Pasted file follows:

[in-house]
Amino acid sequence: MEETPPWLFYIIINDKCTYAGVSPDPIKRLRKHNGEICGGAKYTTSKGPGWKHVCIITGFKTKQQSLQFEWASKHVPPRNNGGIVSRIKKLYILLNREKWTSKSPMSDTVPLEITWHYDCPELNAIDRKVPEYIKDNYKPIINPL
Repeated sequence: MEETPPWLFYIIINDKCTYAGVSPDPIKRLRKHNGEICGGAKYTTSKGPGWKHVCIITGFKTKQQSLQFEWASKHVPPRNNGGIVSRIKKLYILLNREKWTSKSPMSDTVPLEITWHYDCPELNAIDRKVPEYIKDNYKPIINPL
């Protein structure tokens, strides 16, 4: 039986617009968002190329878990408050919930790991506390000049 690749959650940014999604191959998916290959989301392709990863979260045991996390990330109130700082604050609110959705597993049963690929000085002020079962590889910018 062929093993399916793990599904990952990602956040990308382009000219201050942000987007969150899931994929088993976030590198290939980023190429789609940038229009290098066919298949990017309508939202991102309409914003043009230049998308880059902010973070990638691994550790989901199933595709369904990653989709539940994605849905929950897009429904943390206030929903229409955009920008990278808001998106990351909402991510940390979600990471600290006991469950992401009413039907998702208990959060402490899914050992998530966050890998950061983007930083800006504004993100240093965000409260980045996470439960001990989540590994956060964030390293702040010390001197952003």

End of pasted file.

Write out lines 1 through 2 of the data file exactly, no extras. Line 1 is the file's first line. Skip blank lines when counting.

[in-house]
Amino acid sequence: MEETPPWLFYIIINDKCTYAGVSPDPIKRLRKHNGEICGGAKYTTSKGPGWKHVCIITGFKTKQQSLQFEWASKHVPPRNNGGIVSRIKKLYILLNREKWTSKSPMSDTVPLEITWHYDCPELNAIDRKVPEYIKDNYKPIINPL